If there’s a president who leads with his heart, it’s Donald Trump. That is, when he’s not leading with another, lower, part of his anatomy. When Trump leads with his heart, however, it yields some of his best directions, because at heart, the president doesn’t like to see Americans suffering. Such as it is with the opioid emergency.
On Monday, he announced “We’re going to be doing it in the next week.” Of course, nothing even close to a plan exists, only lots of meetings and competing ideas–some of which were proposed by Tom Price, who isn’t around any more.
In August, Trump promised to declare an opioid emergency on the recommendation of a commission he personally chose, headed by Chris Christie. Then politics intervened and nothing happened while the cost and details were hashed out.
Members of Trump’s Domestic Policy Council, budget director Mick Mulvaney and former HHS Secretary Tom Price opposed the plan for months because of the multi-billion-dollar price tag, legal issues and questions about how it would be implemented, according to White House officials. Price argued that the government could respond efficiently without taking such a step.
As with many of Trump’s blurts, reaction to this news was “Believe it when we see it.”
But here’s the thing. It’s needed. The opioid problem is terrible, and it’s affecting millions of lives–the addicted, their families, coworkers, and the medical community.
The problem is that Trump lacks the staff needed to implement any emergency announcement. As the old saw states, “personnel is policy.” And Trump is without an HHS secretary, a drug czar (Rep. Tom Marino withdrew after pushing a disastrous bill in Congress to weaken DEA’s authority to investigate bulk opioid shipments), a DHS secretary and a DEA chief.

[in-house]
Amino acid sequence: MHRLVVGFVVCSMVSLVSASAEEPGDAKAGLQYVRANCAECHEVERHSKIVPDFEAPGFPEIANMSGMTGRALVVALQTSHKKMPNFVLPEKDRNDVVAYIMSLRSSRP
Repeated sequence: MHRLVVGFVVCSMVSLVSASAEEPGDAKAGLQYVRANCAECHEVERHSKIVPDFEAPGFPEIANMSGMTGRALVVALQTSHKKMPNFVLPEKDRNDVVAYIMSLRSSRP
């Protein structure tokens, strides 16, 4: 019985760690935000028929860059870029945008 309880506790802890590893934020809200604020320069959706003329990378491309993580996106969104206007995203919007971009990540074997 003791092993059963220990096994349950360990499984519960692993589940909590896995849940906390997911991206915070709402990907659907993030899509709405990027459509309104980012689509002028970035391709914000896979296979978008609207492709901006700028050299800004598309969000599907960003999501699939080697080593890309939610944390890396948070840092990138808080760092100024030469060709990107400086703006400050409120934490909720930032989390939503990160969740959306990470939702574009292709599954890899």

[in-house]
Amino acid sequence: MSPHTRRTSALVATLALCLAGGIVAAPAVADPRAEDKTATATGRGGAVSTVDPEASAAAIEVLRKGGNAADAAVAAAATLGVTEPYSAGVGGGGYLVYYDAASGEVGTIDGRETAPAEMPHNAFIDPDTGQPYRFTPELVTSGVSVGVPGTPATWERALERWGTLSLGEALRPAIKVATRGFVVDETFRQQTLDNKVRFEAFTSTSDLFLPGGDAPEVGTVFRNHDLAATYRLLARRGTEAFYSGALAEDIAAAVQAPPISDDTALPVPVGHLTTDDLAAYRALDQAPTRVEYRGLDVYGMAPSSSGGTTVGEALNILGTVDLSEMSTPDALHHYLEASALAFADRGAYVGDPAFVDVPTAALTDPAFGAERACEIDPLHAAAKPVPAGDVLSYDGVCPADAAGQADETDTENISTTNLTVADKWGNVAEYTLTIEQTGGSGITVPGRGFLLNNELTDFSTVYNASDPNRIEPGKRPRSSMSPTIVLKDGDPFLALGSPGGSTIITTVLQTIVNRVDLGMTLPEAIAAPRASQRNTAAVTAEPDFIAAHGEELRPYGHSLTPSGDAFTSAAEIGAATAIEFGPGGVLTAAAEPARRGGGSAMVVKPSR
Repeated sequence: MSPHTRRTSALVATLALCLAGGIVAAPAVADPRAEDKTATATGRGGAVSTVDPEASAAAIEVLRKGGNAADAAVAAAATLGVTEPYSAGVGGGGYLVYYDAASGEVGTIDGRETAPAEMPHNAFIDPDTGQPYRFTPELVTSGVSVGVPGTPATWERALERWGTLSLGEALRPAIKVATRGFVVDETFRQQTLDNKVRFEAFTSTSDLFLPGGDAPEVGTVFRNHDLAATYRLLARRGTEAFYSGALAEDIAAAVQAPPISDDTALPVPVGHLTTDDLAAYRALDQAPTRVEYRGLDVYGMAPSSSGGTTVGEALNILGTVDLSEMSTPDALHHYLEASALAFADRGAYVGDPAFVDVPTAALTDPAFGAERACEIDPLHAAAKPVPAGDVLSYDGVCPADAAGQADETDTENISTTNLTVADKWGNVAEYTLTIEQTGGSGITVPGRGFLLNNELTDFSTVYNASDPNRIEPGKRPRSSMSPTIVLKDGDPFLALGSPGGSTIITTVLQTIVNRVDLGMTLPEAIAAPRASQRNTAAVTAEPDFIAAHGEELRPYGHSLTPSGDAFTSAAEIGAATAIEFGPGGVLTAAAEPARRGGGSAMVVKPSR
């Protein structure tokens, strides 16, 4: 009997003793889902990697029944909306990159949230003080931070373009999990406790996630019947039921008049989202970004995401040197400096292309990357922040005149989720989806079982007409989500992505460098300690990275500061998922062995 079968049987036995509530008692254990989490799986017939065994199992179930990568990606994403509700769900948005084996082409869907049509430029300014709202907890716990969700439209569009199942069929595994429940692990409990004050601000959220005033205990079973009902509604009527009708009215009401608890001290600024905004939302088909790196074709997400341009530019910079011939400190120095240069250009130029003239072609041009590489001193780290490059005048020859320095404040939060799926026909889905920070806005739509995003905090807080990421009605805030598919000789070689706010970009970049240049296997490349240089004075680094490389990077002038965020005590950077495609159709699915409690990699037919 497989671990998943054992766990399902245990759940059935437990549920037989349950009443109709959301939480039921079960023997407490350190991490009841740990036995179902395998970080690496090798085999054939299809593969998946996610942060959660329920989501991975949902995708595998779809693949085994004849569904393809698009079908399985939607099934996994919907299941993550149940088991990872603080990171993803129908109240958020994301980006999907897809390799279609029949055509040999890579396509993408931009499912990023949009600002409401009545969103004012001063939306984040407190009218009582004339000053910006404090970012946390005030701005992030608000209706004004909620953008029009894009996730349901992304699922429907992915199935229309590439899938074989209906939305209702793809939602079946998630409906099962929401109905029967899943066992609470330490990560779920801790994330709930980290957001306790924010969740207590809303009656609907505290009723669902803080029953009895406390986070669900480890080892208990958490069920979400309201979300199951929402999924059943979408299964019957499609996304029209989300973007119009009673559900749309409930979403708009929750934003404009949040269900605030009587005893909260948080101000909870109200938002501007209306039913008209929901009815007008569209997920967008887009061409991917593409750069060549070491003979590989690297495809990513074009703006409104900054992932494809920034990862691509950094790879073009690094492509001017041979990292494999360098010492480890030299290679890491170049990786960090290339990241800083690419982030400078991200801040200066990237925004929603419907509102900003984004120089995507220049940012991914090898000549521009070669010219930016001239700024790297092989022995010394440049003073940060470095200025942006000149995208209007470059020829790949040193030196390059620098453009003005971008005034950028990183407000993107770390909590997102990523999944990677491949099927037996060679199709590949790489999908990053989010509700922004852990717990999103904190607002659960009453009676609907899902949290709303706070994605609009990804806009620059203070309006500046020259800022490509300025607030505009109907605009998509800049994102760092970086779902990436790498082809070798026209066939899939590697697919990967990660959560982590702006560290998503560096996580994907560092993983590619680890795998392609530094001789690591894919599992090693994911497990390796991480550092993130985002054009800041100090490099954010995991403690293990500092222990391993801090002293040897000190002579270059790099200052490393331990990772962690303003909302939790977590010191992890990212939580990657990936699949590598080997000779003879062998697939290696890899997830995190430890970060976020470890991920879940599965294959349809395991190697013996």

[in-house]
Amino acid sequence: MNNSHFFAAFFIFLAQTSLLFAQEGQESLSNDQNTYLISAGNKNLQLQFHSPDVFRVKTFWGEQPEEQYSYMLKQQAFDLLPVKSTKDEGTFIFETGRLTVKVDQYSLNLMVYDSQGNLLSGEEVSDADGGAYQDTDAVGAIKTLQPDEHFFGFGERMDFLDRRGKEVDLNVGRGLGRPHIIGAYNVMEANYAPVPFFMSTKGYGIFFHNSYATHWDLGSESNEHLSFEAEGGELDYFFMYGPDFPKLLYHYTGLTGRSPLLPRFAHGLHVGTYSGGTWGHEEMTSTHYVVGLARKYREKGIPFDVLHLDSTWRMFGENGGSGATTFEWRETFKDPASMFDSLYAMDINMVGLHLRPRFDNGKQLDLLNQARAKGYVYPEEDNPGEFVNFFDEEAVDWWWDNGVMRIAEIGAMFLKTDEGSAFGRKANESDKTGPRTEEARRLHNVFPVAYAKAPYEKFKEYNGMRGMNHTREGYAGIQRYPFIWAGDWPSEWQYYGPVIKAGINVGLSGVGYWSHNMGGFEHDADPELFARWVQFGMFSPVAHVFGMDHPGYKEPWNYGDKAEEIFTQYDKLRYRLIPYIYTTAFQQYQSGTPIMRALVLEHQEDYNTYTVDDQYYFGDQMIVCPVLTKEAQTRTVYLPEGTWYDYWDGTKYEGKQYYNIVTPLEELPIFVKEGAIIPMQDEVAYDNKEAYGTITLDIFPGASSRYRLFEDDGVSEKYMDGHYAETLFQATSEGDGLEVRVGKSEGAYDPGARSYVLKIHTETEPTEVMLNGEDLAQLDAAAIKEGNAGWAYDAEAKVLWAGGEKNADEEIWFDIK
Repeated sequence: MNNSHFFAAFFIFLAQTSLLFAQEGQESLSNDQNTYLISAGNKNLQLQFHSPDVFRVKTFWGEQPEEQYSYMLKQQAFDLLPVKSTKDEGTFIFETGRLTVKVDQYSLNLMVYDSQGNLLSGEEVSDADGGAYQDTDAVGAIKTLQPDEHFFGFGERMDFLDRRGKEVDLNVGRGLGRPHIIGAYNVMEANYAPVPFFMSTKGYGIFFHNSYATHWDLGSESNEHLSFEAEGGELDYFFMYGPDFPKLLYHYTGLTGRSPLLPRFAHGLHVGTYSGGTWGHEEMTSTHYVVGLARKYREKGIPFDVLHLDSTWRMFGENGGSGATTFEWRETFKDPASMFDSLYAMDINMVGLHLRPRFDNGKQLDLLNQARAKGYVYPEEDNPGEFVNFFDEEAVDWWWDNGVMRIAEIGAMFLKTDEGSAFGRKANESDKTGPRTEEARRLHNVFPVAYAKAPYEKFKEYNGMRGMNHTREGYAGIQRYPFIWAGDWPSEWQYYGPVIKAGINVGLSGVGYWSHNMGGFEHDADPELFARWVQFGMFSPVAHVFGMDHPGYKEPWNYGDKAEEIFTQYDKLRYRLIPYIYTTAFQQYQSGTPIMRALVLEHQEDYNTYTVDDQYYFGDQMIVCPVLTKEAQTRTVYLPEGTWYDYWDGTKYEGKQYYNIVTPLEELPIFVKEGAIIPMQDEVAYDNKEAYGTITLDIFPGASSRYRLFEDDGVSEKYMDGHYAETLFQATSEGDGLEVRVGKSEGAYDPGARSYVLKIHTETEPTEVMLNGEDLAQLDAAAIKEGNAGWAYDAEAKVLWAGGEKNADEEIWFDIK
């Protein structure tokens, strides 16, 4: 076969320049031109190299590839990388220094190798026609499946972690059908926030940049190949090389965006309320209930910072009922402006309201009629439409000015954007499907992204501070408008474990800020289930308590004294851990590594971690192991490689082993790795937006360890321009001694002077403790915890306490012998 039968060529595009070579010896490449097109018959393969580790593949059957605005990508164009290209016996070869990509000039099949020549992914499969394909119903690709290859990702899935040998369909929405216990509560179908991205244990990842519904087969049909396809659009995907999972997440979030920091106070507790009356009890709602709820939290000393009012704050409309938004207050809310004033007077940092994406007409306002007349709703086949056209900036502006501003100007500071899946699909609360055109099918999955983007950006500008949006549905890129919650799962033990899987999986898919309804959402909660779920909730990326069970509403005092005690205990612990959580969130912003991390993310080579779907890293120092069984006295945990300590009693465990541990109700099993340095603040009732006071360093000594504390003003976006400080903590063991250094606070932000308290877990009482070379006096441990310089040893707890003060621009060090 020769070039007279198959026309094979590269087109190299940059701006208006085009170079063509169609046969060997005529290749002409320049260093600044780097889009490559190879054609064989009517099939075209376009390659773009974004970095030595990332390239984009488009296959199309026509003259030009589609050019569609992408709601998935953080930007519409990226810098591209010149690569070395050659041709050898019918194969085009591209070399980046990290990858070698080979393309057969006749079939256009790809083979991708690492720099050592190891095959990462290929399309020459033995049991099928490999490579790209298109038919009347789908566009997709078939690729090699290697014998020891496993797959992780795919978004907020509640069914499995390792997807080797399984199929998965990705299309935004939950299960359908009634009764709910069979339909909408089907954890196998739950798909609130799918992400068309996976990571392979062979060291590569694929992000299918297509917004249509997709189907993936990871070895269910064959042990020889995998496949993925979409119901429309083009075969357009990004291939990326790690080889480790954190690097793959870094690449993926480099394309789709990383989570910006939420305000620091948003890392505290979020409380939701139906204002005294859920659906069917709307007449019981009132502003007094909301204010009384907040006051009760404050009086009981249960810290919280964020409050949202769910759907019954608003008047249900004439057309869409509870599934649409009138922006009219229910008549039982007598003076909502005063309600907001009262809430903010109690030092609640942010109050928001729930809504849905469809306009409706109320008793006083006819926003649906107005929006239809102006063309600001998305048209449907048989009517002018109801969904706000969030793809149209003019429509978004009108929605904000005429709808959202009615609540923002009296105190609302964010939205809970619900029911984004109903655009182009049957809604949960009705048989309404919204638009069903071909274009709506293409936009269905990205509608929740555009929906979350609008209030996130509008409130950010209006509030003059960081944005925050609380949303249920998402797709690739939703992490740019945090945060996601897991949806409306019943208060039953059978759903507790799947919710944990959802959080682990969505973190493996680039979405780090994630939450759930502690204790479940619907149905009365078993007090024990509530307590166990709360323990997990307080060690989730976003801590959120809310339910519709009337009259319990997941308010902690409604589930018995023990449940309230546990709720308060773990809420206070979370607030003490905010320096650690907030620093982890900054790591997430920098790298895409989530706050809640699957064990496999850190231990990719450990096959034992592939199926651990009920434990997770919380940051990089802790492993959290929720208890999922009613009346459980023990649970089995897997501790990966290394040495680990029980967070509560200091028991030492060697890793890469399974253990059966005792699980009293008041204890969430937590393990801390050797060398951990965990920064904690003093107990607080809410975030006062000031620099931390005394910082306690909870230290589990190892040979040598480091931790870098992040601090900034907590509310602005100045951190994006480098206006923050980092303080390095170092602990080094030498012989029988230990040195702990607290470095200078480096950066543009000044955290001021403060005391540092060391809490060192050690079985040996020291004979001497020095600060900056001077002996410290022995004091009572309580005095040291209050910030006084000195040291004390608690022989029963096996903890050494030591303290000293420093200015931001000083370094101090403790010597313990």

Who will act on the emergency?
There are a few options:
Trump could declare a public health emergency. This would be really weak sauce. According to POLITICO, there’s only $57,000 (that’s thousand) available to put towards that effort. It’s laughable.
He could use the Stafford Act to help the half dozen states that have declared their own emergencies, and speed nalaxone–which reverses opioid overdose–to affected areas. But that’s dependent on the states.
The best solution, of course, is to repeal Obamacare and move on with sensible health care programs that don’t incentivize drug producers to flood the market with dangerous drugs. But that is Congress’ fight, and unlikely to yield any result.
“There are no silver bullets,” said Jay Butler, Alaska’s chief medical officer and president of the Association of State and Territorial Health Officials, a group of public health officials. “We can’t get distracted on unicorn hunts thinking there’s one solution to solving the complex issue of the opioid crisis. It’s not a problem that will be quickly or easily resolved.”
The president is doing a good thing leading with his heart. Unfortunately, the heart alone rarely solves problems that require teamwork, leadership and effort. The emergency isn’t the opioid problem, it’s now a problem for Trump’s staff to solve with precious few resources.